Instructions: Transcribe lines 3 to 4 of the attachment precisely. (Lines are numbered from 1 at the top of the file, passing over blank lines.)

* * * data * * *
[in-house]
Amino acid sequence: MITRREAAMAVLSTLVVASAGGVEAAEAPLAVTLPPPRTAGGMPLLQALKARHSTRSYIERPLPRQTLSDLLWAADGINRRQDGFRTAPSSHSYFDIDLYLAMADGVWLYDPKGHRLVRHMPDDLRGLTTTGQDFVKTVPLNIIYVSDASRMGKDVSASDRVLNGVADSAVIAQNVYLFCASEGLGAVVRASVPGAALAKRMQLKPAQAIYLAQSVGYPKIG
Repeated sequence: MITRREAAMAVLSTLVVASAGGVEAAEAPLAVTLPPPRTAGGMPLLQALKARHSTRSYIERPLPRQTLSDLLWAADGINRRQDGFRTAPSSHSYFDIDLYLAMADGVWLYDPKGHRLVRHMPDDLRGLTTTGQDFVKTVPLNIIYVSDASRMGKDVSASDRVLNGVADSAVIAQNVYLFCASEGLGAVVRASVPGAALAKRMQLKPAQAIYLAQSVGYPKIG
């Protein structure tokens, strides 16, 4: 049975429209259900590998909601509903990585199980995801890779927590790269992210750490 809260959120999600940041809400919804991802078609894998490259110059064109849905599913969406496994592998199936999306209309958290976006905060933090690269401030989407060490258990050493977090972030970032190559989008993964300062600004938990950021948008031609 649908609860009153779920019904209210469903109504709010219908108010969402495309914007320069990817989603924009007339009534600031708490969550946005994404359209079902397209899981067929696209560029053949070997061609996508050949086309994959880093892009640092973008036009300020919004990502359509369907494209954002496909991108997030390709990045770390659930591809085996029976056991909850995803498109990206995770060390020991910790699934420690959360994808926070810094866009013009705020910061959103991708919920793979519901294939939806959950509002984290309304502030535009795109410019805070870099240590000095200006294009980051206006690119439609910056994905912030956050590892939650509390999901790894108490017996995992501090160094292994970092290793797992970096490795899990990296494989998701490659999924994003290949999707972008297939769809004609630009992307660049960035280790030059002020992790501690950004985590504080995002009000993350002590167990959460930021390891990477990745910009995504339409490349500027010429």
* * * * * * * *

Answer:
Repeated sequence: MITRREAAMAVLSTLVVASAGGVEAAEAPLAVTLPPPRTAGGMPLLQALKARHSTRSYIERPLPRQTLSDLLWAADGINRRQDGFRTAPSSHSYFDIDLYLAMADGVWLYDPKGHRLVRHMPDDLRGLTTTGQDFVKTVPLNIIYVSDASRMGKDVSASDRVLNGVADSAVIAQNVYLFCASEGLGAVVRASVPGAALAKRMQLKPAQAIYLAQSVGYPKIG
């Protein structure tokens, strides 16, 4: 049975429209259900590998909601509903990585199980995801890779927590790269992210750490 809260959120999600940041809400919804991802078609894998490259110059064109849905599913969406496994592998199936999306209309958290976006905060933090690269401030989407060490258990050493977090972030970032190559989008993964300062600004938990950021948008031609 649908609860009153779920019904209210469903109504709010219908108010969402495309914007320069990817989603924009007339009534600031708490969550946005994404359209079902397209899981067929696209560029053949070997061609996508050949086309994959880093892009640092973008036009300020919004990502359509369907494209954002496909991108997030390709990045770390659930591809085996029976056991909850995803498109990206995770060390020991910790699934420690959360994808926070810094866009013009705020910061959103991708919920793979519901294939939806959950509002984290309304502030535009795109410019805070870099240590000095200006294009980051206006690119439609910056994905912030956050590892939650509390999901790894108490017996995992501090160094292994970092290793797992970096490795899990990296494989998701490659999924994003290949999707972008297939769809004609630009992307660049960035280790030059002020992790501690950004985590504080995002009000993350002590167990959460930021390891990477990745910009995504339409490349500027010429």